Sunday, November 6, 2011

Army bars dual U.S. citizens from most jobs

(My thanks to IntLawGrrls for the opportunity to contribute this guest post)

Earlier this year, the Army issued a revised personnel regulation with far-reaching consequences.
In this August 4 revision, Army Regulation 601-210, the Army announced that persons who are dual citizens, of the United States and another country, are not permitted to enlist, in the Army, Army Reserve, or Army National Guard, for jobs that require a security clearance – “unless they already possess a security clearance.” The regulation is important because it potentially bars millions of Americans from most Army jobs: The vast majority of Army jobs require a security clearance –including officer appointments, Special Forces, Military Intelligence, and Military Police jobs, but also most others.
Dual citizenship is something that millions of Americans possess, often inadvertently, but other times because dual citizenship allows them to travel more freely, or live and work easily in other countries.
Whether a person holds citizenship in a particular country is a matter of that country’s law, not of U.S. law. One’s citizenship is thus not always within the control either of the individual or of the United States government.
Although some countries allow their citizens to expatriate, others do not. Some people are dual citizens because their parents or grandparents hold citizenship in a foreign country; others are dual citizens because they were born in another country. The U.S. Office of Personnel Management has published Citizenship Laws of the World (2001), a document that explains the wide variety of rules regarding citizenship. Although this document is not completely up-to-date (some countries have changed their laws since it was published), it can give a reader a good idea of the potential problems posed by the Army’s personnel regulation.
According to OPM, for example, the country of Iran considers the children of male Iranian citizens to be Iranian citizens as well, and prevents them from renouncing Iranian citizenship – so any U.S.-born child of an Iranian citizen is necessarily a dual citizen of the United States and Iran, and can’t rid himself of Iranian citizenship. Should the U.S. Army bar a young American of Iranian descent from serving in the U.S. Army Special Forces, merely because his father is an Iranian immigrant to the United States? One would hope not.
Even where a person has voluntarily sought to acquire more than one citizenship, barring the person from enlisting in Army jobs that require security clearances makes little sense.
There isn't any evidence that dual citizens are any less trustworthy than other Americans – naturalized or native-born – who hold only one citizenship. A person who is a citizen of the United States and no other country – like the infamous Robert Philip Hanssen, who sold American national security secrets to Russia – can be a security threat if he has foreign ties or vulnerabilities or simply the disposition to betray his country.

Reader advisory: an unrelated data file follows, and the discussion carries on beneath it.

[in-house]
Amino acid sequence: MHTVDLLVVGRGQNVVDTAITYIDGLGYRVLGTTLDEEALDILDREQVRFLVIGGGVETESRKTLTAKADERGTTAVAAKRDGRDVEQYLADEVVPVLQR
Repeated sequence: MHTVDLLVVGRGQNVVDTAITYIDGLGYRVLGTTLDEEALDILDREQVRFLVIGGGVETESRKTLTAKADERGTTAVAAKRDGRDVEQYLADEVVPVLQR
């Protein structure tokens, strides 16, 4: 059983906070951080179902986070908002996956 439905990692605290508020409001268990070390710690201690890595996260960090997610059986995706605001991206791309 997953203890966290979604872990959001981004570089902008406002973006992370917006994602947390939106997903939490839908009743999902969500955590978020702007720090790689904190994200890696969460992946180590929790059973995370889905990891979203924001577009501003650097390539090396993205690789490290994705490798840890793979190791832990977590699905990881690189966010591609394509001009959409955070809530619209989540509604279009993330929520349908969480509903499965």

Whether a person who possesses dual citizenship is a threat to U.S. national security or should be denied a security clearance requires a fact-based, individualized determination; George Washington held more than one citizenship, but his French citizenship was no threat to the United States, as France was a key ally of the United States and helped to secure American independence.
The Army’s regulation preventing all dual U.S. citizens from enlisting in most Army jobs is a much broader bar than the military has previously applied.
Previously, dual citizenship did not prevent enlistment into any job and did not automatically bar a person from holding a security clearance. Instead, security officials would evaluate each person’s case individually and look at a variety of factors when determining whether someone's dual citizenship posed a problem.
Ironically, famous Americans, such as President John F. Kennedy (right), Army General and Joint Chiefs of Staff Chairman John Shalikashvili, U.S. Sen. Marco Rubio (R-Florida), and even President Barack Obama, would likely have been barred from serving in most Army jobs had they attempted to join the U.S. Army at a time when the new Army regulation was in effect. (credit for June 27, 1963, photo of President Kennedy on ancestral visit to Ireland)
The rule barring dual citizens from enlisting in most jobs also cedes American sovereignty to other countries, because it lets foreign countries control who can serve in the US Army. As discussed above, a foreign country – not the United States – determines who is a citizen of that country. When a foreign country determines that an American holds its citizenship, that American necessarily is a dual citizen of that country and the United States. Barring these dual citizens from enlisting thus lets foreign countries use their citizenship laws to control which Americans can serve in the United States Army.
Allowing foreign laws to control who gets to enlist in the U.S. Army is clearly not in America’s national security interest. Let’s hope that Army leaders reconsider their new rule at the first opportunity.


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